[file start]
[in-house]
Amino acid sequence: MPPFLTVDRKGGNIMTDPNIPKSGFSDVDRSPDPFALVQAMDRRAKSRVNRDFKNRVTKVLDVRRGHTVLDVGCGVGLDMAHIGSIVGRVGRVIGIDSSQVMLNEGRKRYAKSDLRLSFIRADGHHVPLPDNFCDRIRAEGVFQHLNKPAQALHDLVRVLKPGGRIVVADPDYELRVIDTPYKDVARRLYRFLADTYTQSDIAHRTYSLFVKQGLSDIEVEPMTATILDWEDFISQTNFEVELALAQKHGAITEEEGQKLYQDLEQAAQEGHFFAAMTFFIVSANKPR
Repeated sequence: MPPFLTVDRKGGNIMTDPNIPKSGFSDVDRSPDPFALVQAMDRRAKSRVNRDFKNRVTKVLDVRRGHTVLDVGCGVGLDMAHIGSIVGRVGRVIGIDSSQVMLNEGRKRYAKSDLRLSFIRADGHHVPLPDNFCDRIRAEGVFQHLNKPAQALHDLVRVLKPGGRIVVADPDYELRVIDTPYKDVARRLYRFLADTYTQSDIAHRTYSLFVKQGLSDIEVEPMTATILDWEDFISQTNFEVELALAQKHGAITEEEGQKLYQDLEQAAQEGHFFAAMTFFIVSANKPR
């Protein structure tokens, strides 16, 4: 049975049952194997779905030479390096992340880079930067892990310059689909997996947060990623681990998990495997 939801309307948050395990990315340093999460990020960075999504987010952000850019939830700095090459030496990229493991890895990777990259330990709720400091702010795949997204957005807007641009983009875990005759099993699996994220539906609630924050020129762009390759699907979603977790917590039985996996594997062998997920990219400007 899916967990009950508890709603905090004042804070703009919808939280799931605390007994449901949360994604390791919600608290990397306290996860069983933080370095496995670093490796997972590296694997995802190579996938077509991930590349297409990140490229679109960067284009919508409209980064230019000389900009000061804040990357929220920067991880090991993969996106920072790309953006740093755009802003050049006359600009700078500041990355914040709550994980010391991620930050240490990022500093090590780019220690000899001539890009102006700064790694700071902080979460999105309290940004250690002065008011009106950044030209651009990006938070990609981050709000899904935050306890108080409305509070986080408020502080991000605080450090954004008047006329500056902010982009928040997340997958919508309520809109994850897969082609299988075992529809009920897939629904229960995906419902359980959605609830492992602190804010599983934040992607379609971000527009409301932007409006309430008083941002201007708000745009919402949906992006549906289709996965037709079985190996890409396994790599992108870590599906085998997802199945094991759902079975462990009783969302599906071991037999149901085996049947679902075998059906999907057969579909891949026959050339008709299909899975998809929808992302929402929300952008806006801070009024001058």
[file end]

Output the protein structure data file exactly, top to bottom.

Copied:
[in-house]
Amino acid sequence: MPPFLTVDRKGGNIMTDPNIPKSGFSDVDRSPDPFALVQAMDRRAKSRVNRDFKNRVTKVLDVRRGHTVLDVGCGVGLDMAHIGSIVGRVGRVIGIDSSQVMLNEGRKRYAKSDLRLSFIRADGHHVPLPDNFCDRIRAEGVFQHLNKPAQALHDLVRVLKPGGRIVVADPDYELRVIDTPYKDVARRLYRFLADTYTQSDIAHRTYSLFVKQGLSDIEVEPMTATILDWEDFISQTNFEVELALAQKHGAITEEEGQKLYQDLEQAAQEGHFFAAMTFFIVSANKPR
Repeated sequence: MPPFLTVDRKGGNIMTDPNIPKSGFSDVDRSPDPFALVQAMDRRAKSRVNRDFKNRVTKVLDVRRGHTVLDVGCGVGLDMAHIGSIVGRVGRVIGIDSSQVMLNEGRKRYAKSDLRLSFIRADGHHVPLPDNFCDRIRAEGVFQHLNKPAQALHDLVRVLKPGGRIVVADPDYELRVIDTPYKDVARRLYRFLADTYTQSDIAHRTYSLFVKQGLSDIEVEPMTATILDWEDFISQTNFEVELALAQKHGAITEEEGQKLYQDLEQAAQEGHFFAAMTFFIVSANKPR
């Protein structure tokens, strides 16, 4: 049975049952194997779905030479390096992340880079930067892990310059689909997996947060990623681990998990495997 939801309307948050395990990315340093999460990020960075999504987010952000850019939830700095090459030496990229493991890895990777990259330990709720400091702010795949997204957005807007641009983009875990005759099993699996994220539906609630924050020129762009390759699907979603977790917590039985996996594997062998997920990219400007 899916967990009950508890709603905090004042804070703009919808939280799931605390007994449901949360994604390791919600608290990397306290996860069983933080370095496995670093490796997972590296694997995802190579996938077509991930590349297409990140490229679109960067284009919508409209980064230019000389900009000061804040990357929220920067991880090991993969996106920072790309953006740093755009802003050049006359600009700078500041990355914040709550994980010391991620930050240490990022500093090590780019220690000899001539890009102006700064790694700071902080979460999105309290940004250690002065008011009106950044030209651009990006938070990609981050709000899904935050306890108080409305509070986080408020502080991000605080450090954004008047006329500056902010982009928040997340997958919508309520809109994850897969082609299988075992529809009920897939629904229960995906419902359980959605609830492992602190804010599983934040992607379609971000527009409301932007409006309430008083941002201007708000745009919402949906992006549906289709996965037709079985190996890409396994790599992108870590599906085998997802199945094991759902079975462990009783969302599906071991037999149901085996049947679902075998059906999907057969579909891949026959050339008709299909899975998809929808992302929402929300952008806006801070009024001058």